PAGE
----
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Sharma, Kanika (2011) 'A Symbol of State Power: Use of the Red Fort in Indian Political Trials.' In: Foley, Aoife Padraigin, (ed.), Ethics, Evil, Law and the State: State Power and Political Evil. Oxford: Inter-Disciplinary Press.

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Abstract

A political trial is carried out against those who threaten the very existence of the state. When faced with such a crisis of legitimacy the state takes recourse to political trials. These political trials allow the state to display its power and yet retain an aura of legality. In 1948, the Indian State was smarting under its recent dismemberment and the communal violence that accompanied the partition. The assassination of Gandhi, the ‘father of the nation’ left the state more vulnerable than ever before. At this juncture, the insecure Indian State sought to display its power through the ‘trial spectacle’ against Gandhi’s assassins, which unfolded at the Red Fort. Built in 1648, for over two centuries the Red Fort was the main palace of the Mughal dynasty. In 1858, when the British established rule in India, they underscored their accession to the throne by trying the last Mughal King in his own palace. Adopting the Fort allowed the British to stress the linkages of their rule to the Indian indigenous past and therefore generate certain legitimacy for themselves. Though the Red Fort continued to be used for administrative purposes, in 1945 in the face of the most potent armed aggression by Indians, the British took recourse to the Red Fort, once again, to conduct the trial of the rebel Indian National Army. Over the last few centuries, the Red Fort had become a symbol of the empire, control over the fort indicated control over all of India. In addition to this, the post-colonial Indian state sought to make the fort the icon of a particular brand of secular nationalism. Keeping these various symbolisms in mind, The Fort was chosen by the new Indian State to gain legitimacy for itself and create a spectacle of power in 1948.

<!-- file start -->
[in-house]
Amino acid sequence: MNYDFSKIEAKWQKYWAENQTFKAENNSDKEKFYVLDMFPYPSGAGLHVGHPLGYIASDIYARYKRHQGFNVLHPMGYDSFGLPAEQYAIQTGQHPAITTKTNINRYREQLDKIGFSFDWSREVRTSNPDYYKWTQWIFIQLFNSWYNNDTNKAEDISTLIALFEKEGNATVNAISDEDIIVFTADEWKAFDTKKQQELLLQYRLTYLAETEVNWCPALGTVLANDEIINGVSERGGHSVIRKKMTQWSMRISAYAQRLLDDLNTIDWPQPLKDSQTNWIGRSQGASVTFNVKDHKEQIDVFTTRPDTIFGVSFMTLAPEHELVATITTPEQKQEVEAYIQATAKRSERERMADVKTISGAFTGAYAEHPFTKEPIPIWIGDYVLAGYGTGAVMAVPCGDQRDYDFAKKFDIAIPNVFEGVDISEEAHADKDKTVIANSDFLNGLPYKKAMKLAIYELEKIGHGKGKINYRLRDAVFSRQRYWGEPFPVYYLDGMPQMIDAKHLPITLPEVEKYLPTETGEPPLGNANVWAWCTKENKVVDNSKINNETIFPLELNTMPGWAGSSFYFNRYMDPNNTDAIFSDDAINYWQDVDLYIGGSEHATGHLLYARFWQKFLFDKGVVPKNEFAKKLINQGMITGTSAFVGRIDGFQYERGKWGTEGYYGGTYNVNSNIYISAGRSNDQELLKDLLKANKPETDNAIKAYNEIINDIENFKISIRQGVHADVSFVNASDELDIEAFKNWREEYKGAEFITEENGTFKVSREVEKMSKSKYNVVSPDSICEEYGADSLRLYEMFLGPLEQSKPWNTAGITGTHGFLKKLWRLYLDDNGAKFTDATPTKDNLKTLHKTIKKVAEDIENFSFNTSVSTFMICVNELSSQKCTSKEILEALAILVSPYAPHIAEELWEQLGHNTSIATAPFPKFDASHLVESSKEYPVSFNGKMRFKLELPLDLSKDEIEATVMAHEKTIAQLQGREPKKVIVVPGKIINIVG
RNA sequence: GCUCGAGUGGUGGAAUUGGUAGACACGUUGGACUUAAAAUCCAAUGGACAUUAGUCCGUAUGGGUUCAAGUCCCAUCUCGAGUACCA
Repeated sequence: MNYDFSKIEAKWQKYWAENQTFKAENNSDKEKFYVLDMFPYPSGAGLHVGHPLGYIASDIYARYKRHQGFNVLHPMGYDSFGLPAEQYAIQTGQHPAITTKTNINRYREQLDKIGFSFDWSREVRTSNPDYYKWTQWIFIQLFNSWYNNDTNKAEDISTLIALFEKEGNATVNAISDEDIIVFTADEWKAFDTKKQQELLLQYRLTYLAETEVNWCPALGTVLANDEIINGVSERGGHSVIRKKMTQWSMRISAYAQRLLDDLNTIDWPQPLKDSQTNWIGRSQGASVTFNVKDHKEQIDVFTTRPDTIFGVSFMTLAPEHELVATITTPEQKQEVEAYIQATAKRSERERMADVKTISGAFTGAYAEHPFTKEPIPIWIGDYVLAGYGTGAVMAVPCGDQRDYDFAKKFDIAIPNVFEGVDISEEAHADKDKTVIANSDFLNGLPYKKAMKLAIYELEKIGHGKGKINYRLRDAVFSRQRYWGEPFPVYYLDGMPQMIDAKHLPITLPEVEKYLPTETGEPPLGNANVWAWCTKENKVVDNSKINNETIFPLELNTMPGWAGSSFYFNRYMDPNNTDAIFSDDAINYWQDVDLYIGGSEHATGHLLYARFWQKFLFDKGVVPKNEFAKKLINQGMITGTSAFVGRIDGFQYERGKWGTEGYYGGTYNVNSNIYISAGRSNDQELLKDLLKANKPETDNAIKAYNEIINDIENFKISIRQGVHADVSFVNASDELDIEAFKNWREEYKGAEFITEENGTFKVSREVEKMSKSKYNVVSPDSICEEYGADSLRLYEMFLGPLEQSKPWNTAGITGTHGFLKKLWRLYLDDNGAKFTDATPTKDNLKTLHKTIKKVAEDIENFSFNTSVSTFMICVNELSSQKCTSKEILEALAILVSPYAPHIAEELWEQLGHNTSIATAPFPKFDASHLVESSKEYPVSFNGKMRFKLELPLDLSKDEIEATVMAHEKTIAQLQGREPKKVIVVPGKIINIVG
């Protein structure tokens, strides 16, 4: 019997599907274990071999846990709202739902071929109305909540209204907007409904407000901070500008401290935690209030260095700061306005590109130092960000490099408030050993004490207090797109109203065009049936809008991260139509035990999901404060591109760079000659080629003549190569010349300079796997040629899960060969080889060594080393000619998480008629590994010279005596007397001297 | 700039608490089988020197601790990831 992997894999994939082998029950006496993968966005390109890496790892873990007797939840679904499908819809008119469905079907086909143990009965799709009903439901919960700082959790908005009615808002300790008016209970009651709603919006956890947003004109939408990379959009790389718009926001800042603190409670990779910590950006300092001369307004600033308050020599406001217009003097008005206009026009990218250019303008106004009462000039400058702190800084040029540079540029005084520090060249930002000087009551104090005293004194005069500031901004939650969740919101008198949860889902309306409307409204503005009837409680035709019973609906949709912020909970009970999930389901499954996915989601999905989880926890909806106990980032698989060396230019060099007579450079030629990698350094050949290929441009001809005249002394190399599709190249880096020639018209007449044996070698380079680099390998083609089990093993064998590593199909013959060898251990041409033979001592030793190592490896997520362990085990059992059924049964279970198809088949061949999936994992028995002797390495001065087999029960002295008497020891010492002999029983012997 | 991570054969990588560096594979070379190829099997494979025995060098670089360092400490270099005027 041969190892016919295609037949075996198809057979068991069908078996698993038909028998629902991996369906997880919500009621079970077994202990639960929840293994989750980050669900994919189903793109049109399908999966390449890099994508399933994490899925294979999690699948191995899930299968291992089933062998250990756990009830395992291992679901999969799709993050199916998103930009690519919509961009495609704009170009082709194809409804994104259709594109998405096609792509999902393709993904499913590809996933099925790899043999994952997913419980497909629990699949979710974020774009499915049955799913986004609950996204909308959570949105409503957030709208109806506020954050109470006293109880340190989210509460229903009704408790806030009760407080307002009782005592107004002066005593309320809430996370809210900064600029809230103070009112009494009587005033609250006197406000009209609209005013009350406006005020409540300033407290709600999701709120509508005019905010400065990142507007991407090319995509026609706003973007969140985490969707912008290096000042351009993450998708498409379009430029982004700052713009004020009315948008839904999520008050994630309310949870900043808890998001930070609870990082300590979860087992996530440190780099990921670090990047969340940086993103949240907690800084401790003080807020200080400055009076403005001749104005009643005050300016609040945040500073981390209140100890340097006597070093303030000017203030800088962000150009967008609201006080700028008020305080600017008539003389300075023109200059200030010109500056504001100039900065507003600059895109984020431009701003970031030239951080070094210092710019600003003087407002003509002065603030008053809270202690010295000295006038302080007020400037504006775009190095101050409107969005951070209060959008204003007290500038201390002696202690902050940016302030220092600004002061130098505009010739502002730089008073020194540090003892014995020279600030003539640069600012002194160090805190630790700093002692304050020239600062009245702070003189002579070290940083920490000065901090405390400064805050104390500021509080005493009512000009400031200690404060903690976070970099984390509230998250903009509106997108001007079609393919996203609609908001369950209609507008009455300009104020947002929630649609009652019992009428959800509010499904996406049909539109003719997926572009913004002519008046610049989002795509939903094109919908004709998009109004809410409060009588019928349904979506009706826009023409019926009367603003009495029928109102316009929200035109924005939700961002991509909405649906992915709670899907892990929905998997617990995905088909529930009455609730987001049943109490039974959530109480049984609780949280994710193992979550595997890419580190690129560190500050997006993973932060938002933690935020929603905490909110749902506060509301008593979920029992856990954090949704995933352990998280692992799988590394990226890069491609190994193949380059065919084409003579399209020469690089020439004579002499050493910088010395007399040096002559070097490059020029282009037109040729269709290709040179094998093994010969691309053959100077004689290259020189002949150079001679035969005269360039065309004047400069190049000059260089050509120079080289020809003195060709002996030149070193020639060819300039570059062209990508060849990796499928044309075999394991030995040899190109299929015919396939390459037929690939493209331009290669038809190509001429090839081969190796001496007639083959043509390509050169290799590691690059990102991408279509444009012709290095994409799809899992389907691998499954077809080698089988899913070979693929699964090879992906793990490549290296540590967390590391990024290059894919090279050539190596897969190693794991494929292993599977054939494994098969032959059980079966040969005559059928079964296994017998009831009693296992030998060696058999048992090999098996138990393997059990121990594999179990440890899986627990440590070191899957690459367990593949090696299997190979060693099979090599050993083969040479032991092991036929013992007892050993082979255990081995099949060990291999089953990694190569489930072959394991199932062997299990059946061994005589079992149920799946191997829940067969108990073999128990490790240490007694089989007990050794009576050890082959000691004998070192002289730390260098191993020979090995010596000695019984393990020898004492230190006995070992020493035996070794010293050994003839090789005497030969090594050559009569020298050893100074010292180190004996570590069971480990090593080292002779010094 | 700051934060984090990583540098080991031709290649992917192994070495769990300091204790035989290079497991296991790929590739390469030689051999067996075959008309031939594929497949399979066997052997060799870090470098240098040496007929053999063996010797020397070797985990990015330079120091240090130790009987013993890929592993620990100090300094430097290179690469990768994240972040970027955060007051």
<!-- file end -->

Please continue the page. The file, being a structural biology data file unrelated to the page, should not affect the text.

Item Type: Book Chapters
SOAS Departments & Centres: Departments and Subunits > School of Law
ISBN: 9781848880771
DOI (Digital Object Identifier): https://doi.org/10.1163/9781848880771_005
Date Deposited: 24 Feb 2018 17:39
URI: https://eprints.soas.ac.uk/id/eprint/25459

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